Waltz of the Snowflakes, Nutcracker, Pennsylvania Ballet (photo by Paul Kolnik)
The production has broad, colorful set backdrops and numerous special effects, including a couch and bed that glide about by themselves, a flying ship, and a little moving toe plate on which the Sugar Plum Fairy floats en pointe. Herr Drosselmaier (Maximilien Baud) is a more menacing figure than in other versions, stealing back into the house while Marie (Clara) is asleep. One factor that shifts this staging toward the children is the decision to cast the Prince (Nutcracker) as a child, the poised and sunny Peter Weil, who appears first as Drosselmeier's nephew at the party, returning later in Marie's dream. This approach had its physical limitations especially in the battle with the Mouse King (Nicolas Sipes) and his forces. The corps de ballet shone strongest in its lovely, unified women as the Snowflakes (Act I) and the Flowers (Act II), with strong solo performances from the Sugar Plum Fairy of Arantxa Ochoa, Meredith Reffner's curving, long-legged Coffee (the Arabian dancer -- the Chinese dancers' scene is called Tea), and the Mirlitons of Abigail Mentzer and colleagues (called the Marzipan Shepherdesses).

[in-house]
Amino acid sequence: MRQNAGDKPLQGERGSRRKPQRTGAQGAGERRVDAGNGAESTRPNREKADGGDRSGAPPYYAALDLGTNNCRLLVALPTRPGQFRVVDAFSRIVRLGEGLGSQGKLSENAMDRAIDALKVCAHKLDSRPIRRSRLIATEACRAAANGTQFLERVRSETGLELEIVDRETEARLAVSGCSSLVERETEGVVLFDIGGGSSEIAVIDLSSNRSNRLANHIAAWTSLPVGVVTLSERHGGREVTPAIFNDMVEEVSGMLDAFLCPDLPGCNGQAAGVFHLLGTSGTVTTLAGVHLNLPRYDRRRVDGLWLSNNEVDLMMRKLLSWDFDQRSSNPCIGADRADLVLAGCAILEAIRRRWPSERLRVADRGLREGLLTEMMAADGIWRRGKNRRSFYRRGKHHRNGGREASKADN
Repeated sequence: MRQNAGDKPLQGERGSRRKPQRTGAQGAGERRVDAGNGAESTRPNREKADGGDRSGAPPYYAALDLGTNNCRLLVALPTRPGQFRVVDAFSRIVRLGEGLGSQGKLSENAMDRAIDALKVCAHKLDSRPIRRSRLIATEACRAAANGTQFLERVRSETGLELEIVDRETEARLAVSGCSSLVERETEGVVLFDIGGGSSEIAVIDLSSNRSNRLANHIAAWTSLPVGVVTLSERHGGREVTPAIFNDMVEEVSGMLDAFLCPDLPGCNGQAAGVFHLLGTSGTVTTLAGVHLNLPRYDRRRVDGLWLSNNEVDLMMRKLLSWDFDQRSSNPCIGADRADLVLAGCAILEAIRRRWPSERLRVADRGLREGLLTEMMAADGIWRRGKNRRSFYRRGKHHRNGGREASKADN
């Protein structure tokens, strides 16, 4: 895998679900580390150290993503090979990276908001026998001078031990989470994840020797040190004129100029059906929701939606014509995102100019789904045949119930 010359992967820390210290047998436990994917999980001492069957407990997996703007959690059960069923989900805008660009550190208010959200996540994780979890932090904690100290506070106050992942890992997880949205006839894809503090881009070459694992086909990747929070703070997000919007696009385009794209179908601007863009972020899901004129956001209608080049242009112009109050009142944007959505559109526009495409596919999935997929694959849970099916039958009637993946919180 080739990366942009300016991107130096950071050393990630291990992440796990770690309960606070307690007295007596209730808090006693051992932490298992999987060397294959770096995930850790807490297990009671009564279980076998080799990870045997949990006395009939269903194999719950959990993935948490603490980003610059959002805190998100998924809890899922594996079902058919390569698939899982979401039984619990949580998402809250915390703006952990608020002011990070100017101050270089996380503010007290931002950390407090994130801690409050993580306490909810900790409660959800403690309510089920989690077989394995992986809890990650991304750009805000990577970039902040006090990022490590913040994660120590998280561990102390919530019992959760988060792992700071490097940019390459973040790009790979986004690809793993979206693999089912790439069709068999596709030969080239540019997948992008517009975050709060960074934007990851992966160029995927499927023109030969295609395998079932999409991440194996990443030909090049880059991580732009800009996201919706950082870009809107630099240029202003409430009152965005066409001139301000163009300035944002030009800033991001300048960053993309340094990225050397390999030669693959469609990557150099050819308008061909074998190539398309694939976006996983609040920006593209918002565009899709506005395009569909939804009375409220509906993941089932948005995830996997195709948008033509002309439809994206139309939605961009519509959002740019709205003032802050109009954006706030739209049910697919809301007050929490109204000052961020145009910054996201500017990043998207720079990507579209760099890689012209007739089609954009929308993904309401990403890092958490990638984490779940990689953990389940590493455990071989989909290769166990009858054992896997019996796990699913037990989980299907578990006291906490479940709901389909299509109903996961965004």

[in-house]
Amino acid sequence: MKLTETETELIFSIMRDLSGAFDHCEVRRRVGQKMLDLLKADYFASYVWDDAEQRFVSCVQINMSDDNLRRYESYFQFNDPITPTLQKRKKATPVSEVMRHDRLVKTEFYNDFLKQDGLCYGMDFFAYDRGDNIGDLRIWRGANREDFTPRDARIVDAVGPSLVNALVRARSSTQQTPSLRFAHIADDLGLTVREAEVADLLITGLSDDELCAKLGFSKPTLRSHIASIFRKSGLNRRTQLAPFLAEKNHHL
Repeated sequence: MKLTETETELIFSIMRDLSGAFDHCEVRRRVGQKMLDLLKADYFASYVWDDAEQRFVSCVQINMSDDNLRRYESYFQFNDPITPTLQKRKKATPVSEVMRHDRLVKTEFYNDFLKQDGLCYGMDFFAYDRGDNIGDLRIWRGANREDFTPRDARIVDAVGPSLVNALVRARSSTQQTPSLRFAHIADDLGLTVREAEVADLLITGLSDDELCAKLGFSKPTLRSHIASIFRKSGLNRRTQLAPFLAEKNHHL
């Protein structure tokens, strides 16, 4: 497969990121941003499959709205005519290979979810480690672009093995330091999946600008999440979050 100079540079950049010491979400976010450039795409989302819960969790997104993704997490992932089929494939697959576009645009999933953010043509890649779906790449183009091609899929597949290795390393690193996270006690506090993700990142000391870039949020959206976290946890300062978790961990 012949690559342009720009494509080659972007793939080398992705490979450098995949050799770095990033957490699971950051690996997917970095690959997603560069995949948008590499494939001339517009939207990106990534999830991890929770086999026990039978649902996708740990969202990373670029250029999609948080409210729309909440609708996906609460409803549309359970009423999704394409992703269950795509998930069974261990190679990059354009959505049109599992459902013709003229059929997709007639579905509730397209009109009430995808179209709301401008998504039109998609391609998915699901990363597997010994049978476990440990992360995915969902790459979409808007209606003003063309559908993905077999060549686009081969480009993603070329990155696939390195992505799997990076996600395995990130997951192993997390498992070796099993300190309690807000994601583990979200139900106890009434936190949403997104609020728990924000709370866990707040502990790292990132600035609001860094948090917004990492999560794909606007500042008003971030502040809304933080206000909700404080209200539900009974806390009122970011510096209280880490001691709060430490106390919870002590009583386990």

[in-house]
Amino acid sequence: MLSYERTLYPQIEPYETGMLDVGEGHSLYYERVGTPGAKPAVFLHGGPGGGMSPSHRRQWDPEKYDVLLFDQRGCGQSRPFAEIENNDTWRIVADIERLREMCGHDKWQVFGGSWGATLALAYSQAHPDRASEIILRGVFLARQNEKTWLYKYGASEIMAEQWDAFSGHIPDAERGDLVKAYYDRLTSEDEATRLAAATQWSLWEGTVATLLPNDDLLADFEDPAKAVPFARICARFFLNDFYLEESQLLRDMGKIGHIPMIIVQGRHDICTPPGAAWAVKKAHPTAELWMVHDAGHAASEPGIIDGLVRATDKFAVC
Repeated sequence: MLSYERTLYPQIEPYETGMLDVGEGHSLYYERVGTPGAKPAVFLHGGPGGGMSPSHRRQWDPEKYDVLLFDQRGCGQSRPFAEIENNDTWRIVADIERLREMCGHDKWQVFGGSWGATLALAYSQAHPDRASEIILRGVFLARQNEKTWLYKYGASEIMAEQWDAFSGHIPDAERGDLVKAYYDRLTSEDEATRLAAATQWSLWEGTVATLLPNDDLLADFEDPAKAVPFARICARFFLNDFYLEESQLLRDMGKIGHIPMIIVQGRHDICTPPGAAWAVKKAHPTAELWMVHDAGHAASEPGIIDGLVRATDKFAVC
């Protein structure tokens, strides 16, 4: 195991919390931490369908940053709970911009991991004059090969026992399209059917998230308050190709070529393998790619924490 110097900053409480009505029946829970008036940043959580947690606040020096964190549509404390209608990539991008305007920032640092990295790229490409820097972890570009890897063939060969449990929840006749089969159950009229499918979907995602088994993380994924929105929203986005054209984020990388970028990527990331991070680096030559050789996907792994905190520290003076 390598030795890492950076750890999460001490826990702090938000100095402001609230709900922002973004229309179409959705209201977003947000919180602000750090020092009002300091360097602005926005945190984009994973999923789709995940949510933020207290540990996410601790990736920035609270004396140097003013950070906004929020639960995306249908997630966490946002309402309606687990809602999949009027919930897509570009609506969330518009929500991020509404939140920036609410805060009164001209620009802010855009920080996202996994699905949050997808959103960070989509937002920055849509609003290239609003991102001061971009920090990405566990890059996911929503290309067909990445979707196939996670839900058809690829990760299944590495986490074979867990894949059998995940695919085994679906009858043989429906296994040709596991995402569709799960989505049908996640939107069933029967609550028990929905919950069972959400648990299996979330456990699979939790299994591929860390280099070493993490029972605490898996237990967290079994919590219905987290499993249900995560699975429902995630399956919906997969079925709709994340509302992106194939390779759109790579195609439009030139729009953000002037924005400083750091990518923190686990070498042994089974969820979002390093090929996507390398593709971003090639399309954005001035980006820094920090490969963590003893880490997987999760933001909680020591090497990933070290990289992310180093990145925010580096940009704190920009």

Sarah Kaufman, With this 'Nutcracker,' the magic is in the music (Washington Post, November 26)
Jean Battey Lewis, 'Nutcracker's' zestful magic sparks season (Washington Times, November 26)
Ellen Dunkel, Notching several firsts in the capital (Philadelphia Inquirer, November 27)
Three performances of Pennsylvania Ballet's production of Balanchine's Nutcracker remain at the Kennedy Center Opera House, today at 1:30 and 7:30 pm and tomorrow at 1:30 pm.